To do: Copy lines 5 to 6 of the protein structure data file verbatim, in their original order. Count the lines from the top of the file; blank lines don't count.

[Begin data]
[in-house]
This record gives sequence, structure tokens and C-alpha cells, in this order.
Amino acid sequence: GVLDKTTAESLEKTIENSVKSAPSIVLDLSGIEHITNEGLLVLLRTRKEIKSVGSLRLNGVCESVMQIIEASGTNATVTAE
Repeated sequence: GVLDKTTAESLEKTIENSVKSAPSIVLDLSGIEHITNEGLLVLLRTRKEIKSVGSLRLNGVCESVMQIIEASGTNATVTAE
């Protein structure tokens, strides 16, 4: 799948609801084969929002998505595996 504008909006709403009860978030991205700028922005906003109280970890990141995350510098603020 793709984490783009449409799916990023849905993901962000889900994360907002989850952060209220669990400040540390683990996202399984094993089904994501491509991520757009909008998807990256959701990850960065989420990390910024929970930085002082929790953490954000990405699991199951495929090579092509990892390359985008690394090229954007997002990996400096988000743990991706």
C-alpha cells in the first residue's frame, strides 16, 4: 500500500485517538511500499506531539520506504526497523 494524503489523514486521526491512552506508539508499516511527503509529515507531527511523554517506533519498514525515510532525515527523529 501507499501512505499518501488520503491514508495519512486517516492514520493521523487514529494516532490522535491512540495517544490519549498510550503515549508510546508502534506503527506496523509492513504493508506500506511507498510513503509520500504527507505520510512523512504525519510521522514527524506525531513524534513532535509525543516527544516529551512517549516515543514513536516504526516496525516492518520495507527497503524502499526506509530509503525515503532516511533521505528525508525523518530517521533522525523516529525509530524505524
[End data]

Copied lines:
């Protein structure tokens, strides 16, 4: 799948609801084969929002998505595996 504008909006709403009860978030991205700028922005906003109280970890990141995350510098603020 793709984490783009449409799916990023849905993901962000889900994360907002989850952060209220669990400040540390683990996202399984094993089904994501491509991520757009909008998807990256959701990850960065989420990390910024929970930085002082929790953490954000990405699991199951495929090579092509990892390359985008690394090229954007997002990996400096988000743990991706």
C-alpha cells in the first residue's frame, strides 16, 4: 500500500485517538511500499506531539520506504526497523 494524503489523514486521526491512552506508539508499516511527503509529515507531527511523554517506533519498514525515510532525515527523529 501507499501512505499518501488520503491514508495519512486517516492514520493521523487514529494516532490522535491512540495517544490519549498510550503515549508510546508502534506503527506496523509492513504493508506500506511507498510513503509520500504527507505520510512523512504525519510521522514527524506525531513524534513532535509525543516527544516529551512517549516515543514513536516504526516496525516492518520495507527497503524502499526506509530509503525515503532516511533521505528525508525523518530517521533522525523516529525509530524505524